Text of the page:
The invitation seemed like an exciting honor. Hua, as The New York Times is referring to him, was an engineer at GE Aviation in Cincinnati, and a Chinese aeronautical university had asked him to come back to China in 2017 to deliver a lecture about his field.
But Hua knew that GE might deny him permission to give the talk out of a concern that it would betray proprietary information. So he accepted the invitation — and traveled to Nanjing — without telling his bosses. When a suspicious F.B.I. agent later interviewed him about the trip, Hua dissembled and said he was only visiting friends and family.
By this point, Hua was facing likely criminal charges for lying to a federal agent, and he agreed to participate in a counterintelligence operation rather than being charged. Over the next six months, one of his hosts in Nanjing — a Ministry of State Security employee who had posed as a regional economic development official — tried to persuade Hua to download sensitive material from GE computers. All the while, the F.B.I. was coaching Hua and ultimately hoping to set up a meeting in a European country where Hua’s handler could be arrested and extradited to the United States.
This real-life spy story is the subject of a new Times Magazine article by Yudhijit Bhattacharjee, who’s a longtime intelligence writer. I found it both entertaining and revelatory and encourage you to make time to read it this week.
As Hamilton did
The story offers a glimpse of an important aspect of the intelligence battle between China and the U.S.: As part of China’s efforts to build up its economy, it has devoted significant resources to stealing intellectual property from private companies in higher-income countries.
China’s rapid economic rise since the 1980s mostly stems from other factors, of course: its educated population, its investments in science and infrastructure, the sheer size of its population and more. China’s industrial espionage also has plenty of historical precedent in other countries. When Alexander Hamilton was Treasury secretary in the 1790s, for instance, he oversaw operations to steal plans for textile machinery from Britain.
But the scale of China’s campaign really does seem notable. It has continued for years, likely involving thousands of agents. The U.S. has exposed operations to steal material from GE, Honeywell, Boeing, Fokker (another aviation company) and Midwestern corn-seed companies, which are no doubt just a small subset of the actual operations.
“The U.S. very much conducts espionage operations against China, but the nature of the spying the two countries do is very different,” Julian Barnes, who covers intelligence for The Times, told me. “China has what you might call full-spectrum intelligence operations.” The spectrum includes political operations in Taiwan and elsewhere, military operations to keep tabs on the U.S., Japan and other rivals and economic operations to help Chinese companies. The U.S. government, by contrast, generally does not try to steal commercial information from foreign companies, Julian explained.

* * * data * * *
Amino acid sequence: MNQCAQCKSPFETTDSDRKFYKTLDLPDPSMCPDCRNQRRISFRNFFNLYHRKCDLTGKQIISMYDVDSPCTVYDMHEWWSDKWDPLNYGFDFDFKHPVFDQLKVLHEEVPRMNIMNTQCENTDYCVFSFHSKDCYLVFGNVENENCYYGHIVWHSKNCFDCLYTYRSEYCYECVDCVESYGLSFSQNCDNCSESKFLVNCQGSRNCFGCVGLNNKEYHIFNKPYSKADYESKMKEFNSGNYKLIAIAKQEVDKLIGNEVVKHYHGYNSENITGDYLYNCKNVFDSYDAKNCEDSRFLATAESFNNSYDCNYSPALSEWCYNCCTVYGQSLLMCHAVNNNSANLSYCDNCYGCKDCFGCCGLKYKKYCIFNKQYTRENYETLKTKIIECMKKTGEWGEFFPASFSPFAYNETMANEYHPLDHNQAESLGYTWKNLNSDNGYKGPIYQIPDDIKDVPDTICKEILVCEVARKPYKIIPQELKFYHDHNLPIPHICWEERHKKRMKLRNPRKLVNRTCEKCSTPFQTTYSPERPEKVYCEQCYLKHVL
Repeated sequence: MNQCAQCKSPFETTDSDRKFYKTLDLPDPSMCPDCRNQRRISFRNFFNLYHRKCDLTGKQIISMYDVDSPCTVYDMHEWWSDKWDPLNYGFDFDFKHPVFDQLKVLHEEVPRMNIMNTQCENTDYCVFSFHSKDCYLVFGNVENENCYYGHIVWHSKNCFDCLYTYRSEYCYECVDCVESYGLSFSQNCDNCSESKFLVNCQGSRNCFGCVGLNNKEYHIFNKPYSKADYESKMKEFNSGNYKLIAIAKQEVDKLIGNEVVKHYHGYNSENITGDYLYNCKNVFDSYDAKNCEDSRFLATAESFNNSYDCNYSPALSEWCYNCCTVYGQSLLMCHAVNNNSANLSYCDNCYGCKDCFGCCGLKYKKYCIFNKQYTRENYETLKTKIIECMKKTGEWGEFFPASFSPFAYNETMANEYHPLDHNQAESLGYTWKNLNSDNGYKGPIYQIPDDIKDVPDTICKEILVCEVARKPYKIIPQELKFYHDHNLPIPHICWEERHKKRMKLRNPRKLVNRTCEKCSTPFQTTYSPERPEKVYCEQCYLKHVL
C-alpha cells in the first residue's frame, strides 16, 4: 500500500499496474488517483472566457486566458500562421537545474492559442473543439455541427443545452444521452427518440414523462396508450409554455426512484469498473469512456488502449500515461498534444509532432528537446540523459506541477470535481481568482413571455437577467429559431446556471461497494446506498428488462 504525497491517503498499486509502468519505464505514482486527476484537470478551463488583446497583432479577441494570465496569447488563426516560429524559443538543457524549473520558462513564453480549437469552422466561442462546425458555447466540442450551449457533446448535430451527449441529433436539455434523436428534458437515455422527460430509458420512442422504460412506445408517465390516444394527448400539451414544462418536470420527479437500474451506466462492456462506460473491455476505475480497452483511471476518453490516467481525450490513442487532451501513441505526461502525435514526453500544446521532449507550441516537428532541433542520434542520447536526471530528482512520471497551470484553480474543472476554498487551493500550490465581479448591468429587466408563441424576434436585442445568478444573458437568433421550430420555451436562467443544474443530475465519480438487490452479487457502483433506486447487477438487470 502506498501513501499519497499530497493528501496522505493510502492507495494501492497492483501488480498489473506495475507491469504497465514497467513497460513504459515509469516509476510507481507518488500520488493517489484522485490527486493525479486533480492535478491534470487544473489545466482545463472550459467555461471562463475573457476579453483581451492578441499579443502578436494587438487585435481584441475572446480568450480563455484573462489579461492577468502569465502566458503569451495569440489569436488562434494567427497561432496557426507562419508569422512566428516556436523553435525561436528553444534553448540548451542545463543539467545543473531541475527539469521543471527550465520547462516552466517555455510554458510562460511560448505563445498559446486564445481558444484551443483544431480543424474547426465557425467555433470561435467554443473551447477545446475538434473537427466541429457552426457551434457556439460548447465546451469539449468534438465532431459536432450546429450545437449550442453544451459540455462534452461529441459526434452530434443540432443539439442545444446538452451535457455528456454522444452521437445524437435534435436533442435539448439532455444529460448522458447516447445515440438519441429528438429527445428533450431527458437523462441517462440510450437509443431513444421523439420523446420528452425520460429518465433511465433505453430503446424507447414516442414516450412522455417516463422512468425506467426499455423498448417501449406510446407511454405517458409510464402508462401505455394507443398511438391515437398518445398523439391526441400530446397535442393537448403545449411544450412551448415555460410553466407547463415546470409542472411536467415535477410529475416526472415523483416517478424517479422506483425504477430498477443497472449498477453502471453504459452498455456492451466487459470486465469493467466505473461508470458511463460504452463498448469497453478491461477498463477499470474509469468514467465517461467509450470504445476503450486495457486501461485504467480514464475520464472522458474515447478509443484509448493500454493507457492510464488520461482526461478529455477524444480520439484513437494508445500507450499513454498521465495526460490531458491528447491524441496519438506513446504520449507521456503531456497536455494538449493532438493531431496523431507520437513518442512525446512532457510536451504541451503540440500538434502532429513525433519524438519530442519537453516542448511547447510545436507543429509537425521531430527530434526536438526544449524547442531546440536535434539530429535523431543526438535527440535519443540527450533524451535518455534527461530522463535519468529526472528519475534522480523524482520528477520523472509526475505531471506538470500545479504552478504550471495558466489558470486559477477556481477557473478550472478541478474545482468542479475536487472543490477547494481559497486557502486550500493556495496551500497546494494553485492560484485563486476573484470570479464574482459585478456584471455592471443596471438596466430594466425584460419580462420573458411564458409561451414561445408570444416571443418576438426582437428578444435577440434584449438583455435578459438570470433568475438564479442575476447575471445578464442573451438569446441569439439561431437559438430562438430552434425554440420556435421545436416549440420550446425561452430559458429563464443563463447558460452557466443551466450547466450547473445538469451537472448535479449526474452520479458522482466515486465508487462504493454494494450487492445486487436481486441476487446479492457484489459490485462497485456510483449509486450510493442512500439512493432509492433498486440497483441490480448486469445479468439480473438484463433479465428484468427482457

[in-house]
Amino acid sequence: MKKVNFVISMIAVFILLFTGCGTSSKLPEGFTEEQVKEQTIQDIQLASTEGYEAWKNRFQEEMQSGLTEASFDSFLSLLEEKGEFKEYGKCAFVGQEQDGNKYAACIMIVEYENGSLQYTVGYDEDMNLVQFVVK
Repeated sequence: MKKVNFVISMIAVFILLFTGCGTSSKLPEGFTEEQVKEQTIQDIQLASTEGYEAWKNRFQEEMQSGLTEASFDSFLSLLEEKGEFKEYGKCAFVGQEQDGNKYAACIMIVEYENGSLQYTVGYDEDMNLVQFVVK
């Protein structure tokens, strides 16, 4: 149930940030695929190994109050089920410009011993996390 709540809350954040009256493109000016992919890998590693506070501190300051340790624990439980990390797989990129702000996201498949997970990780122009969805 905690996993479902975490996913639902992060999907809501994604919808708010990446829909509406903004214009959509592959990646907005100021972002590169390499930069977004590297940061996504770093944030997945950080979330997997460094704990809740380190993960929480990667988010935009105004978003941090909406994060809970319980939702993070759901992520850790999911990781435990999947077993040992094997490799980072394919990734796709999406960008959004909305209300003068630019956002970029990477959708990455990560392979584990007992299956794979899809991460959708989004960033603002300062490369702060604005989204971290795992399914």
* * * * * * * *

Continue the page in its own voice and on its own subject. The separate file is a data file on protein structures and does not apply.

When conducting such operations, China often tries to enlist people of Chinese descent living in other countries, as it did with Hua. “The Chinese government sometimes treats people of Chinese heritage — born in China or with family roots there — as owing some loyalty to it, even if they are citizens of another country,” Chris Buckley, The Times’s chief China correspondent, said.
This practice creates a dilemma for American counterintelligence officials. On the one hand, they want to avoid being naïve about China’s geopolitical ambitions, as the U.S. arguably was for much of the past few decades. On the other hand, as Yudhijit and Julian both emphasized, the U.S. needs to avoid treating Chinese Americans as suspicious or disloyal. There is an ugly history to such ethnic profiling, including the aggressive prosecution of Wen Ho Lee two decades ago, Japanese internment during World War II and longtime tropes about the loyalty of Catholics and Jews.
There are both moral and practical reasons to avoid repeating that mistake. “The U.S. owes part of its technological superiority over China to the contributions of this very community,” Yudhijit told me. “It would be damaging for the U.S. in the long run if the government were seen as targeting Chinese-origin people unfairly in countering China’s espionage. That’s what makes it so sensitive.”
Julian puts it this way: “It is so important to get the right balance — protect our secrets, make sure Americans are aware of what China is trying to do but not demonize every researcher trying to work with colleagues in China.”
You can read about the outcome of the cat-and-mouse game between Hua and his handler in Yudhijit’s story.
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ARTS AND IDEAS
The language of food
A new book, “Romaine Wasn’t Built in a Day,” by Judith Tschann, delves into the origins of food terms and what they tell us about how people have eaten across history.
“Barbecue” comes from barbacoa, a word in the Arawakan language of the Caribbean for a wooden frame used for sleeping on and for drying food, Tschann writes. And “taco” comes from a Mexican Spanish term for explosives used in silver mining — they had a similar shape to the miners’ lunches.
Other food terms are connected to places: “Mocha” comes from Mukha, a port city in Yemen that handled coffee shipments in the 18th century. Sometimes the inverse is true, as with “Chicago,” based on the Indigenous Miami-Illinois word for the wild leeks that grew in the area.
The Times’s Kim Severson offers more tidbits from the book — including why you should avoid talking about the history of “soufflé” at a dinner party.